The Stages of Grief in a new Graphic Illustration

This is a graphic than I ran across at Facebook. I found it very validating to read through it and reflect on my passage through the depression that came with the diagnosis of Multiple Sclerosis eight years ago.  It may take some people less time to move through these stages, and it may take some people more. I can look at this image and see the low point as four years after diagnosis … just over four years clouded with nightly injections in which I had no faith and during which I resented  every one of the one thousand five hundred  “one size fits all” prescription for a DMD (disease modifying drug.) I was angry and disappointed with myself for having accepted that prescription. I feared that I was becoming too passive as a patient during those four years. And when I lost my classroom, my daily contact with treasured colleagues,  and all that I had worked so hard for through so many years, my fears reverted to a self-defensive anger, and the tide turned.

I posted my reflection on Facebook, but have since deleted it as I think it is better left here in my blog … the blog that only the people who want to know how I am doing will go to and read, no one that doesn’t want reminders of my diagnosis will encounter it on their home page.

There are those who don’t want reminders, and I understand that  … and there are those who accept updates that I make accessible here but not imposed, and I appreciate their willingness to share my story.

Here’s my analysis of how this graphic depicts my eight year passage down into depression and loss and back up again to a life worth living:

 Eight years since the trials of my MS diagnosis; at year four I was so low I had to leave my profession in the classroom …

  • Year one I was in total denial, disbelief and loss
  • year two began with anger that turned to fear,
  • year three I was quietly looking for support in my classrooms and family life,
  • year four realizing that I couldn’t remain a teacher if I couldn’t be at my best anymore, and during that year my brother and my sister died within six weeks of each other. I had no strength to continue to give of myself, and reluctantly retired. I also left my neurologist, and stopped the prescribed nightly injections that had overwhelmed my emotions.
  • In year five, at home and without a schedule or students and parents depending on me,  I published several small books, writing it all out before I lost recall of it;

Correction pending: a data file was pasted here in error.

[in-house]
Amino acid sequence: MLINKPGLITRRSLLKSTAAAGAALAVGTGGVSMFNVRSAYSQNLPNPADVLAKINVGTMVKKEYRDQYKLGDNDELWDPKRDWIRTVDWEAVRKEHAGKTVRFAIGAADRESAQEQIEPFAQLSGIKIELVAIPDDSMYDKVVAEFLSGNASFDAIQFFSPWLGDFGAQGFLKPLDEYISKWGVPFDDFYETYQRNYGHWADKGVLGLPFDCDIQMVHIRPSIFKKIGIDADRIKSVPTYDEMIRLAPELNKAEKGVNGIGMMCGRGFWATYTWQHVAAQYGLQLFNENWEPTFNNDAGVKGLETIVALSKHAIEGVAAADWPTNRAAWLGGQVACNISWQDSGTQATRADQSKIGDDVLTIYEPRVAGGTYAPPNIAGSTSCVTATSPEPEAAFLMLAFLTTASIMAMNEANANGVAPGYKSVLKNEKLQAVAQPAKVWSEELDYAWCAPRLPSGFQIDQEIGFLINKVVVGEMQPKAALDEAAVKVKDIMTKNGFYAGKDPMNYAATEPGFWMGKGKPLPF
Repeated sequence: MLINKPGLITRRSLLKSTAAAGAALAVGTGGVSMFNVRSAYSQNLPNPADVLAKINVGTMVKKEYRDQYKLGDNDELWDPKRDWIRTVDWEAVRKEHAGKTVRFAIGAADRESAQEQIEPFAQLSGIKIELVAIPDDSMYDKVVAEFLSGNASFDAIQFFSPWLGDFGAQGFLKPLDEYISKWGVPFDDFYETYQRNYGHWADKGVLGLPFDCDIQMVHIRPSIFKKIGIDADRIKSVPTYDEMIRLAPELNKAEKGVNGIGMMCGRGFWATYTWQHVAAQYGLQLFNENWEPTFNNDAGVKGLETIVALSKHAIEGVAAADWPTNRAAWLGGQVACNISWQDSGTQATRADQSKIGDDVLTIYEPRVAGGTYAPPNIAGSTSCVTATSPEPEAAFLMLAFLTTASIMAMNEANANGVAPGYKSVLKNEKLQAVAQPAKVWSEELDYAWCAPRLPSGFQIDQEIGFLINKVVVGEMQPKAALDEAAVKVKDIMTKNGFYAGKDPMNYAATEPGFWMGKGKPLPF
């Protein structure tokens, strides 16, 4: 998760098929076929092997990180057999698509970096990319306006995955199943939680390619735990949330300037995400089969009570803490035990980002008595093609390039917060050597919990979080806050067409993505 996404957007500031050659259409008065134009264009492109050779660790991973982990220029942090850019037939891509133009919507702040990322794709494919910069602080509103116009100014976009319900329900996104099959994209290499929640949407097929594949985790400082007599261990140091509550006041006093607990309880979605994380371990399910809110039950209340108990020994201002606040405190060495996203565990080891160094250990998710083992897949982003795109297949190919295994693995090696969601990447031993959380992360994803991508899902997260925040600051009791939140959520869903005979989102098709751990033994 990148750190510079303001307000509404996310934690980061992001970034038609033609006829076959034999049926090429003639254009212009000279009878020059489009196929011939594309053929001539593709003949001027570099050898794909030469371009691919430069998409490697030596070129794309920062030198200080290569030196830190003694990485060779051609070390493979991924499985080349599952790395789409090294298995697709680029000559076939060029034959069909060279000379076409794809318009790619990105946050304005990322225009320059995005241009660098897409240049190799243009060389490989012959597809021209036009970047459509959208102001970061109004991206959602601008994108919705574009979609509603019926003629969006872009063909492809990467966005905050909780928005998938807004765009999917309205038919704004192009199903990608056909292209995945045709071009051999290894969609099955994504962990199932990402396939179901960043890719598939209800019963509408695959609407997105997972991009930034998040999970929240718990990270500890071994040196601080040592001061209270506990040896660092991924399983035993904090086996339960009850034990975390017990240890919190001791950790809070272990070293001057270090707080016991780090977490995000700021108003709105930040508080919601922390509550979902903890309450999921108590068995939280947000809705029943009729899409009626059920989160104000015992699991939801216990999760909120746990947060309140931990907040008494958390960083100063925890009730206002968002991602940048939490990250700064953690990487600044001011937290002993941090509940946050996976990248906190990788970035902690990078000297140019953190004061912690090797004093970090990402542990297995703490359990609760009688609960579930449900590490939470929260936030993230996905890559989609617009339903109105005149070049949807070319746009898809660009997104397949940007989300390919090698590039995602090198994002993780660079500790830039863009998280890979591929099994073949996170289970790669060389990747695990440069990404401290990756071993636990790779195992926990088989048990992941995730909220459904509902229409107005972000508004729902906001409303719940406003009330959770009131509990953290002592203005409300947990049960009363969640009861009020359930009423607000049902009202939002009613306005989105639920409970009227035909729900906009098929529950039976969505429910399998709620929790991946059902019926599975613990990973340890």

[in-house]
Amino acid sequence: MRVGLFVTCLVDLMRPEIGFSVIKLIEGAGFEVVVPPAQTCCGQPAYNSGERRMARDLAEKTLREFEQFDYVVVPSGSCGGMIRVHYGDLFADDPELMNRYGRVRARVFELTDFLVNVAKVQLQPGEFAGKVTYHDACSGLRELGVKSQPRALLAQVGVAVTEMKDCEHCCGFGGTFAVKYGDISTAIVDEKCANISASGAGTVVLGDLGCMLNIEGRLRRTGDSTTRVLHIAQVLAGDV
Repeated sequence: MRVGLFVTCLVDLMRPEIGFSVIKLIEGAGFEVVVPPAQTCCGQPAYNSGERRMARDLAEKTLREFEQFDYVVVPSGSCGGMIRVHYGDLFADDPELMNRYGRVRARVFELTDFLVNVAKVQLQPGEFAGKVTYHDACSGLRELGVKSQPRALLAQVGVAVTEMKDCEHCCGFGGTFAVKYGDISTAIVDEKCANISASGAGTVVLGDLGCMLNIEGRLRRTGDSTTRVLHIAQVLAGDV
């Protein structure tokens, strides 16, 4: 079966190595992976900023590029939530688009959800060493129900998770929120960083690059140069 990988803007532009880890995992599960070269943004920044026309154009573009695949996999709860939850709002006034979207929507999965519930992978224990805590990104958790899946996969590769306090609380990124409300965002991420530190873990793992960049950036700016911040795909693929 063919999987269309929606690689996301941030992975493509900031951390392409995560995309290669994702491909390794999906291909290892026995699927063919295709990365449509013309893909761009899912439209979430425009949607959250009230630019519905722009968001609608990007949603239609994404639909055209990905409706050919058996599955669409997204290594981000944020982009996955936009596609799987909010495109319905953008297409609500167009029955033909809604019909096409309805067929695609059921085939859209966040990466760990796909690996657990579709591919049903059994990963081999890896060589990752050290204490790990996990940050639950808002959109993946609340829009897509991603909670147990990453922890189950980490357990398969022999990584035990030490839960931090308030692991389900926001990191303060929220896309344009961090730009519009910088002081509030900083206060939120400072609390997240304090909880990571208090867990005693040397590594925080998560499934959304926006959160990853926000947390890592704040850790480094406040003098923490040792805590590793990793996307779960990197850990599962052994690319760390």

• in year six  I published a few more and began helping other new authors to self publish.
  • Year seven I opened my own quilt / fabric shop, opening the door to a new self-image.
  • and now eight years after diagnosis,  I am teaching children and adults to be comfortable with their sewing machines, and am converting antique and vintage machines to hand cranks to share with my shop customers.
  • I’d say this cycle is right on, as witnessed over these past eight years. Look out, world … I’m out of the low ditch, and back on top, doing my “new best.”

Does this mean that life is hunky-dory now? By some measures, certainly. I have a strong, loving husband, two grown children living their chosen paths, two grandchildren finding their way through college in preparation for the choices ahead for them. I have replaced my chosen career, hard won and long enjoyed, for another that came about through a series of new choices and different talents. In my quilt shop I meet new people every week, and enjoy sharing my love of fabrics and colors and  mechanical sewing machines. If I break even in the shop at the end of each quarter, I feel that is enough. I have my teacher pension, albeit slightly less than I’d planned due to the early medical retirement, but it is enough to pay our bills and share what we can with our family.

MS may never see a cure in my lifetime … tens of thousands of people continue to raise money for research toward a cure, but all I wish for is symptom treatments that would help those who cannot walk … I would say I am ‘blessed’ with mobility but that phrase suggests preferential blessings, and I would not assume that. My symptoms remain primarily invisible to others, but are very real to me and to those who live and work with me. That so many people in my life can accept and accomodate the shorcomings that come with the cognitive changes I experience … the forgetfulness … the relentless fatigue … the disorganization … the loss of concentration, the inability to enjoy reading … all of the things that I once saw as strengths are now challenges for me.  and for those who might have depended on the old me. That I continue to try to promise things and then have to apologize for not delivering what I’d promise is a humbling realization that I haven’t yet reached a full acceptance of this new path, but I am trying. I appreciate all who understand that and continue to encourage me to offer what I can deliver, and accept what I may not really have to give.

The above graphic is more optimistic than the old “cycle” of depression, which could seem like an endless loop. I’ll go with this one, and continue to pray that what looks like a U shape does not become a “double-U.” At least not in my lifetime.  And I’ll appreciate the doctors who do recognize my wish to continue to share what I can in my life, and understand my reluctance to take medications that would limit my ability to do so. I’m not a very compliant patient, but I am content with the person I am becoming. As I’ve said before, quoting Carl Rogers, “I am not perfect. But I am enough.”

 

 

 

 

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